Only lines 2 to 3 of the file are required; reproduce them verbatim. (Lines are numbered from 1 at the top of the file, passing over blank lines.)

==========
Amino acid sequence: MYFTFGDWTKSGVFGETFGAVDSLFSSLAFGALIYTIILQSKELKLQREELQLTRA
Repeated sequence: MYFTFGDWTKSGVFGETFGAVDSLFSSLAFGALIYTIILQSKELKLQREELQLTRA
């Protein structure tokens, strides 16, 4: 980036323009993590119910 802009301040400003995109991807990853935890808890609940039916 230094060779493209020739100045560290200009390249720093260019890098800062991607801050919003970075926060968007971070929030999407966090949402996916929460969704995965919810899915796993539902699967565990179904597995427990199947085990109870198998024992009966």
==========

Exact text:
Repeated sequence: MYFTFGDWTKSGVFGETFGAVDSLFSSLAFGALIYTIILQSKELKLQREELQLTRA
């Protein structure tokens, strides 16, 4: 980036323009993590119910 802009301040400003995109991807990853935890808890609940039916 230094060779493209020739100045560290200009390249720093260019890098800062991607801050919003970075926060968007971070929030999407966090949402996916929460969704995965919810899915796993539902699967565990179904597995427990199947085990109870198998024992009966």